Clearly my audio priorities are different from Fremer's: "A friend believes that I like Kuzma's 4Point arm because I'm a reviewer and want a more 'analytical' sound. That's true. But an analytical sound is also what I'll want when I retire. I don’t want an arm to 'sound' at all. I want it to not sound, and to leave any sounding to the cartridge. The less an arm sounds, the more true detail it will reveal--at the very least, the more it will reveal the character of the transducer connected to it. The fact that not everyone feels that way is why we have tonearms that can be tuned."

It's true, the transducers in a system--cartridge and speaker--have a greater chance of having a distinctive or signature sound than other components in the reproduction chain. Still, to believe that a component imparts no sound of its own is mistaken. As Jules Coleman explains in a review on 6Moons, the debate between those who value detail or resolution vs. "musicality" is really about the leading edge of notes; what sounds like high resolution is really emphasis on the leading edge rather than on the body of notes. Real resolution, he says, will sound musical.

I'm not saying that Fremer always emphasizes resolution over musicality, but his choice of solid state electronics paired with dynamic speakers suggests that detail is more important than it is to me. Still the phrase "true detail" in the quote above implies a comparison of recorded music to the original event. This is more than a difference of musical priorities; it's about the very purpose of an audio system.

Sperling arm on Teres turntable

Writing in Enjoythemusic this time, Coleman points out the problems of using live music as a reference against which one compares an audio system. Coleman calls this the "reproduction" aesthetic (RA), "the point of view that the success of an audio system depends on its accuracy or fidelity to either the recording or the 'event' that is presumably captured by the recording." This is a mistake because (1) there is no such event--even live acoustic recordings rely on a series of decisions made by recording and mastering engineers, etc.; (2) the RA turns the listener into an adjudicator of the system's fidelity rather than an enjoyer of its sound; and (3) it puts the listener in an impossible position, with no access to the original performance, the master tape, etc. In contrast, Coleman proposes what might be called the enjoyment aesthetic (EA): "For me an audio system is designed to provide me with a certain kind of passionate immersion or engagement: with music and with musical experiences."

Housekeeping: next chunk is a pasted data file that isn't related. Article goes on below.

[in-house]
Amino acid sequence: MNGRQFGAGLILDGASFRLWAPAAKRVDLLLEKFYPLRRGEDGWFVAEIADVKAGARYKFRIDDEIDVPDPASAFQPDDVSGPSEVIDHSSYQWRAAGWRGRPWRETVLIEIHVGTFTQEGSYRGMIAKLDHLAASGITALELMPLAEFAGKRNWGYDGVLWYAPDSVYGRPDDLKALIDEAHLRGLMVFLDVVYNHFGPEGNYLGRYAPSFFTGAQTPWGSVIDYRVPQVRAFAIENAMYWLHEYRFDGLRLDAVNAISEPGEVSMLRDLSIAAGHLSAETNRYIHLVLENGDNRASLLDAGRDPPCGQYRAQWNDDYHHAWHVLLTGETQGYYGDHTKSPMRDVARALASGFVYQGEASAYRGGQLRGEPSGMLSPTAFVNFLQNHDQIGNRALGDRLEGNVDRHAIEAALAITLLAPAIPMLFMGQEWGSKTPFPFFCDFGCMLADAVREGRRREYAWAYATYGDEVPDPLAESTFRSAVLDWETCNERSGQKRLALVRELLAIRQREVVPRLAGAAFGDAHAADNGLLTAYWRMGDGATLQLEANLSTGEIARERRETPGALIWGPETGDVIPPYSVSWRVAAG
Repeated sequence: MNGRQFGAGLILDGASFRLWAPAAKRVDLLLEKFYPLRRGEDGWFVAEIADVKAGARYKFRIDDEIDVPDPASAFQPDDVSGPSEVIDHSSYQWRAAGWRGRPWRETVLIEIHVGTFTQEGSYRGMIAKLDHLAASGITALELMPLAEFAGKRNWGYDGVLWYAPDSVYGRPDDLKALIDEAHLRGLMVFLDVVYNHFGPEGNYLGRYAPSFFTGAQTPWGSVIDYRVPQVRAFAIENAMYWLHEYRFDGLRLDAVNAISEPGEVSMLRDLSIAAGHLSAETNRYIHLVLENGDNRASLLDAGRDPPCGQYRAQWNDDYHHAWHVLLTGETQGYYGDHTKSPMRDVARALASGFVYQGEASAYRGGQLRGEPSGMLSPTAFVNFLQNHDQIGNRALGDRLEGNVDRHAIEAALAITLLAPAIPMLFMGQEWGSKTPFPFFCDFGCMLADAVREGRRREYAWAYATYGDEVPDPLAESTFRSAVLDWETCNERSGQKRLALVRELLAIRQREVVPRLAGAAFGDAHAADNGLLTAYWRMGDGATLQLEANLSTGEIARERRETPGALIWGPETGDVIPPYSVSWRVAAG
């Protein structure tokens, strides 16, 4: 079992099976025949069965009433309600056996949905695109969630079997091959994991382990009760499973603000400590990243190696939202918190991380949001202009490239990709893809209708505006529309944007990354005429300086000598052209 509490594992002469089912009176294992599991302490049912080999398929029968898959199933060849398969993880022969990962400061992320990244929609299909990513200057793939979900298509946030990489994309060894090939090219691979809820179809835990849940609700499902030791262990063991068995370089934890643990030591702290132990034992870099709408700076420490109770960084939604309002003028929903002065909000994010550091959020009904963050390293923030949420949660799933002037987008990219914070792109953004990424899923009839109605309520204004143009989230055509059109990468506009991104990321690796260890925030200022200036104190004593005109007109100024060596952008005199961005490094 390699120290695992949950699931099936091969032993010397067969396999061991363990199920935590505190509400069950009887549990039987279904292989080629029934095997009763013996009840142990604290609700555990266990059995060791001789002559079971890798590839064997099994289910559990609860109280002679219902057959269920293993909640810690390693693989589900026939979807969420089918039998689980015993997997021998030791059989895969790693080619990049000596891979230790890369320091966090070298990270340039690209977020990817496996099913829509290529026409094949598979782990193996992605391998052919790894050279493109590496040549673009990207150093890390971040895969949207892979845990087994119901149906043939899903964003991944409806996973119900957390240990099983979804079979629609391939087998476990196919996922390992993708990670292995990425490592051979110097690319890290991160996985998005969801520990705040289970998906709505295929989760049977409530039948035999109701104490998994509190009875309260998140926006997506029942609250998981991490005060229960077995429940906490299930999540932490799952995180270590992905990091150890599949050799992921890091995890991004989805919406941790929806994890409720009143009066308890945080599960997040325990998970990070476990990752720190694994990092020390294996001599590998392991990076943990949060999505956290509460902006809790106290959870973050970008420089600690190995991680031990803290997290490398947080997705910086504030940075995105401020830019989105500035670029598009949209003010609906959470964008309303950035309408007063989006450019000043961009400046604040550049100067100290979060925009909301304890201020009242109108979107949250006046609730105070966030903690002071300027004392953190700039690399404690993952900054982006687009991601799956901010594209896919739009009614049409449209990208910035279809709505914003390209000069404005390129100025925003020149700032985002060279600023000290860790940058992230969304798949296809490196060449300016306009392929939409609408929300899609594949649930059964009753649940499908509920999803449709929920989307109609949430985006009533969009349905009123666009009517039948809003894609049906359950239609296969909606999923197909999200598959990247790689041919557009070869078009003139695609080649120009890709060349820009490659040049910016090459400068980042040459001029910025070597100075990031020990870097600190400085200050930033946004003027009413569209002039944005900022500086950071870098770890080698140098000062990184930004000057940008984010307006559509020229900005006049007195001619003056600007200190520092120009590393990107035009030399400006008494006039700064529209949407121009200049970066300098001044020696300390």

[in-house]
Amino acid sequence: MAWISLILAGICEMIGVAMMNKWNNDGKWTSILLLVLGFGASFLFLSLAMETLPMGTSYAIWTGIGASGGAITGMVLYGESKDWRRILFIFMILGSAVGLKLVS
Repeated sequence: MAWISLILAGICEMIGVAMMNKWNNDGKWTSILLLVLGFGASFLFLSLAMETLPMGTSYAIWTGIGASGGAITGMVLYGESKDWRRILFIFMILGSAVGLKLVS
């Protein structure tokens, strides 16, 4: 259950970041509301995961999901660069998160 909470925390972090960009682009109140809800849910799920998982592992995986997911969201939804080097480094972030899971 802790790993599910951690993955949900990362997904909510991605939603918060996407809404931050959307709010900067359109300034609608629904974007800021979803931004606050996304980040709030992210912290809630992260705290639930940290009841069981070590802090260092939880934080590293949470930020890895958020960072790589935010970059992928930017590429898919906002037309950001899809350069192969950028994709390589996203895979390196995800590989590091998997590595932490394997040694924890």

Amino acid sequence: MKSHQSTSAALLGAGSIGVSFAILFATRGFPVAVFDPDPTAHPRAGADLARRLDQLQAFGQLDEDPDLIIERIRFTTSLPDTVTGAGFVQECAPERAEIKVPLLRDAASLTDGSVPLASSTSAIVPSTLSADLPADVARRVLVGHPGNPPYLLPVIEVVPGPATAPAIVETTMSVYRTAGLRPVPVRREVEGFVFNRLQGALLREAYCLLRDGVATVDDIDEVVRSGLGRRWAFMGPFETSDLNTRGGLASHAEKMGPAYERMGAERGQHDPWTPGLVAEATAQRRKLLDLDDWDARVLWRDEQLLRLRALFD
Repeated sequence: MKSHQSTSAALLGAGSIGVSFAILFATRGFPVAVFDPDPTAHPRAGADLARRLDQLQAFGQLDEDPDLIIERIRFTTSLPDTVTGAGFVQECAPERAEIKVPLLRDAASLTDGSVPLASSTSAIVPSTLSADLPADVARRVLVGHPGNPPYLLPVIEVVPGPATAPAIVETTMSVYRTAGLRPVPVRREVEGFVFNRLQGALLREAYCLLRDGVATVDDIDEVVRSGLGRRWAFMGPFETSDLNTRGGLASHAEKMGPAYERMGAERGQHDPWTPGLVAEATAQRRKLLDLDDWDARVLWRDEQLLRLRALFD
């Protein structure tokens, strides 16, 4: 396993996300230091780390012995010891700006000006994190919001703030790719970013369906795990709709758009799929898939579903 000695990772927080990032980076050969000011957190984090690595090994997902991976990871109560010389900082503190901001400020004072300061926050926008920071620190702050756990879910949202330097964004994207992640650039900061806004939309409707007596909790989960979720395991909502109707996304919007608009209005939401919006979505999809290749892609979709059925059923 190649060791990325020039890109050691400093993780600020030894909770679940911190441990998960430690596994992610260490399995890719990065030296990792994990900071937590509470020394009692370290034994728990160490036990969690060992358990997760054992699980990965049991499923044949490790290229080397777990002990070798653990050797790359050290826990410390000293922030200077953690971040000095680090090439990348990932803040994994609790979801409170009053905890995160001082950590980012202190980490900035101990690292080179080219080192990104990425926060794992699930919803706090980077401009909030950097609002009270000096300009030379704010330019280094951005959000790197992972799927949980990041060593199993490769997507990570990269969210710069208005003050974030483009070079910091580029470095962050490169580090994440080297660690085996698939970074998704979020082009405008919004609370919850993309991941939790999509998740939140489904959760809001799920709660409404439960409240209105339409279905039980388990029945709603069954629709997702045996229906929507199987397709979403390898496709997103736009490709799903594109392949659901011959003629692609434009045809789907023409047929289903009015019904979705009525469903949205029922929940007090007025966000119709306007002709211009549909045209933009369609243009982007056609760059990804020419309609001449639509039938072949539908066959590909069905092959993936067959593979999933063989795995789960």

To illustrate, Coleman compares two well known audio reviewers: "[The Absolute Sound's Harry] Pearson favored the big--very big, nearly bombastic-- detailed (e.g. rumbling subway trains), layered soundstages, and high resolution (in the vein of HDTV). In contrast, Art [Dudley of Listener and Stereophile] focused primarily on musical persuasiveness, engagement, presence, and dimensionality." I've always thought I was more simpatico with Dudley's EA approach. But the Sperling arm changed that. Now I crave the sense of space it creates in the room, the feeling of performers arrayed before me. I once owned a retipped Dynavector Te Kaitora that also startled me with its imaging. But it didn't connect me with the emotion of the singer compared to my other cartridges--a Shelter 901 and various Denon 103s--and I sold it. The Sperling arm showed me that I do value staging when it engages me more fully in the performance--the best of both worlds?

In the quote above, Fremer refers to the 4Point, rougly comparable in price to the Sperling. In the passage below, though, he has switched to the Swedish Analog Technologies (SAT) arm, at a price of $32K. I've inserted what I think he's saying in brackets into the quote itself:

"The feeling of physical space between instruments intensified, along with the mix's three-dimensionality. Not everyone cares about such things.

[He does.]